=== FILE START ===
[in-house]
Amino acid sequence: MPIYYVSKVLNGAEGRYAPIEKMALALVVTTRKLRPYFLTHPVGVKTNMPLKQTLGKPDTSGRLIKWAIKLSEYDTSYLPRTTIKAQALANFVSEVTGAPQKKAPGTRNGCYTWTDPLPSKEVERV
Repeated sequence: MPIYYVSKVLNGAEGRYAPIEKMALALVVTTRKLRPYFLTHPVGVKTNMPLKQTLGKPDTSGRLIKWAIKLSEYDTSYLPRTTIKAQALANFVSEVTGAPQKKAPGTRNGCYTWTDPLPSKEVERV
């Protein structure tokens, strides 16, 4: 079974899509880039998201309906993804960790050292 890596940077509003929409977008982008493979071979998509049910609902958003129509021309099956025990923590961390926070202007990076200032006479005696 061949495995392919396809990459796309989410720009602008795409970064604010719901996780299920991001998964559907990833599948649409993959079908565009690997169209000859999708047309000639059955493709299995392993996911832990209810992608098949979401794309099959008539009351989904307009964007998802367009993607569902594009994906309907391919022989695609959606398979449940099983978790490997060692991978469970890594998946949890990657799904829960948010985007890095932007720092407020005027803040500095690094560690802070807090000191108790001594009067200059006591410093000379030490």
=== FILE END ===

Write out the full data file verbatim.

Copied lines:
[in-house]
Amino acid sequence: MPIYYVSKVLNGAEGRYAPIEKMALALVVTTRKLRPYFLTHPVGVKTNMPLKQTLGKPDTSGRLIKWAIKLSEYDTSYLPRTTIKAQALANFVSEVTGAPQKKAPGTRNGCYTWTDPLPSKEVERV
Repeated sequence: MPIYYVSKVLNGAEGRYAPIEKMALALVVTTRKLRPYFLTHPVGVKTNMPLKQTLGKPDTSGRLIKWAIKLSEYDTSYLPRTTIKAQALANFVSEVTGAPQKKAPGTRNGCYTWTDPLPSKEVERV
């Protein structure tokens, strides 16, 4: 079974899509880039998201309906993804960790050292 890596940077509003929409977008982008493979071979998509049910609902958003129509021309099956025990923590961390926070202007990076200032006479005696 061949495995392919396809990459796309989410720009602008795409970064604010719901996780299920991001998964559907990833599948649409993959079908565009690997169209000859999708047309000639059955493709299995392993996911832990209810992608098949979401794309099959008539009351989904307009964007998802367009993607569902594009994906309907391919022989695609959606398979449940099983978790490997060692991978469970890594998946949890990657799904829960948010985007890095932007720092407020005027803040500095690094560690802070807090000191108790001594009067200059006591410093000379030490």